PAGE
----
However, milestones are not only an important way to keep the customer updated on project progress, they are also used in everyday project management to monitor timescales and to divide the project into meaningful phases.
Setting Milestones in a Meaningful Way
In project planning, milestones denote important points in time when a stage or phase of work is expected to be completed. It also marks the point at which a further phase begins or when an important decision needs to be made. Depending on the complexity of the project, additional milestones can also be specified within broader phases, which can denote when work has been completed in a specific zone or by a specific technical sub-team, for example. A milestone in a project does not constitute an actual activity and therefore does not have any time allocated to it in the planning. A milestone must always mark a specific point along a project timeline. For example, it could state something like, “complete the structural work”, which marks the point at which the final work on the basic structure should be completed. After this milestone has been reached, there should be no further discussions about the basic structure. The other technical sub-teams then begin their work and become the focus of the project manager.
The Advantages of Milestones
Milestones are a very useful way of subdividing a project into different phases. They are very helpful in providing a structure, which enables the project manager to gain an overall view of the whole project. This is particularly helpful if the project lasts several months or years. In actual fact, specifying milestones and ensuring they are achieved on schedule enables both the customer and the project manager to measure the project’s progress. In addition to the fact that milestones provide a structure, they also serve as important pivotal points in a project. They signal a point in the project when tasks must be simultaneously completed, e.g. when a decision needs to be made, an order needs to be sent, the green light must given or an authorisation must be obtained. When a phase has been successfully completed, there is often an opportunity (or sometimes also a necessity) to move the project forward in a different direction. It is not quite as obvious in the case of construction projects, however in development projects, e.g. in IT projects, achieving a milestone often means that something has been achieved that will be continued to be worked on in either one direction or another. Depending on the outcomes and the type of project, achieving a milestone can also mean that a project is terminated sooner than anticipated. The milestone facilitates a clean cut and makes it possible to terminate the project in a structured way.
Achieving Quality through Milestones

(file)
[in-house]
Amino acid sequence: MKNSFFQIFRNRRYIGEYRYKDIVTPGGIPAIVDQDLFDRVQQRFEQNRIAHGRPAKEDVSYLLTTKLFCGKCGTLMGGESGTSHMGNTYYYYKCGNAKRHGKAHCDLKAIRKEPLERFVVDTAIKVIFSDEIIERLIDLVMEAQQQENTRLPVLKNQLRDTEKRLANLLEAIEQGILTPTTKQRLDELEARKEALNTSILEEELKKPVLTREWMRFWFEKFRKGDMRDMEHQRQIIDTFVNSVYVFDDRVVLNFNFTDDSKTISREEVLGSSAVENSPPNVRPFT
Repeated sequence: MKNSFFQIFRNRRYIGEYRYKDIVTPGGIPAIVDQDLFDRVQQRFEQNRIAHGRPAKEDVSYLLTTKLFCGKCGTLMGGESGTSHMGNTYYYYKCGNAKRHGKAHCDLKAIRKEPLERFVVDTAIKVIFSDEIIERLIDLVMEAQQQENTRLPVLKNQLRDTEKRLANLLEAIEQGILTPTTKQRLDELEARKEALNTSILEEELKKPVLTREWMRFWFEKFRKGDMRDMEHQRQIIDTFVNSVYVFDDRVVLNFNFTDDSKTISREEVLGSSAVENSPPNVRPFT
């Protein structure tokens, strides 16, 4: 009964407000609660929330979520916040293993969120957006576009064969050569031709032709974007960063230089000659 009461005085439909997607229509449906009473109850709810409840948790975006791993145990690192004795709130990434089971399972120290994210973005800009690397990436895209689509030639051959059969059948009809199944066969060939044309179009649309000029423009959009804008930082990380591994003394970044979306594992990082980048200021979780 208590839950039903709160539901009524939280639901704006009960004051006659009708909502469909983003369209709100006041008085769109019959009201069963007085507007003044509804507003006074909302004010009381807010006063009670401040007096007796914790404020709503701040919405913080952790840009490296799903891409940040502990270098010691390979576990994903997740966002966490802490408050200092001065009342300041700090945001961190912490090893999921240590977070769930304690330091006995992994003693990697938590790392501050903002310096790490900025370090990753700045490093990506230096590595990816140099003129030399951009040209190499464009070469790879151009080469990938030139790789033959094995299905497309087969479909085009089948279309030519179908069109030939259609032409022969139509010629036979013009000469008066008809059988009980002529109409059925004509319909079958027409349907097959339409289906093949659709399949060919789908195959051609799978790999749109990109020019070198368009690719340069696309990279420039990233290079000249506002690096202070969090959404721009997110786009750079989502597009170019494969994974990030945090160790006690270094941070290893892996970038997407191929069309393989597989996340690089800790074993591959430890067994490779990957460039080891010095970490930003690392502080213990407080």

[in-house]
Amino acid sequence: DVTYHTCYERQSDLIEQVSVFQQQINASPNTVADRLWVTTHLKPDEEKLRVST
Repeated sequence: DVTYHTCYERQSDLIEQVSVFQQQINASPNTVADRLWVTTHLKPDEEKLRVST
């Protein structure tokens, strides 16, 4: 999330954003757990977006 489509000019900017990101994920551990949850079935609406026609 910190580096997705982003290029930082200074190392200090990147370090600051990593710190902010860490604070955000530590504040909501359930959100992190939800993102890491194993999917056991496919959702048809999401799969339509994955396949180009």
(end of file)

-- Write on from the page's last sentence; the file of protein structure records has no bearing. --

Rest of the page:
Milestones can also help to deliver quality assurance because a milestone does not only enable the project to be broken down into phases, but it also provides a good point at which to evaluate and analyse the phase of the project that has just been completed. Depending on the project, it can be very useful to call a meeting when a milestone has been achieved, which will involve both looking back and looking forward together with customers, technical specialists and companies in order to recognise and evaluate what has been achieved. It also presents an opportunity to forecast the next phase of the project. This kind of meeting provides an opportunity for everyone to look proudly back on what has been achieved and it is also an opportunity to generate further motivation for the next phase. Milestones are generally motivating because, if they have been set in a realistic way, they can spur on the team to achieve future milestones according to schedule. The next milestone on the horizon is always within the reach of all project participants because it is not like the end of the project which lies far ahead in the future.
Number of Milestones
It is difficult to establish a universal rule that stipulates the number of milestones that should be set in a project. It depends heavily on the scope and the structure of the project, but also on the working methods of a given project manager. Every project manager is expected to consider his project in tangible terms and then specify a meaningful structure, which often results in milestones automatically falling into place. The project start and end are generally each marked as milestones. For example, if there are four phases in a project, the completion of the phases will constitute four further milestones. It can also sometimes be sensible to set milestones for individual technical sub-teams, for important orders with long lead times and for authorisations that need to be obtained.
It is incorrect to set a milestone for every small task because this would mean that they would lose their purpose.
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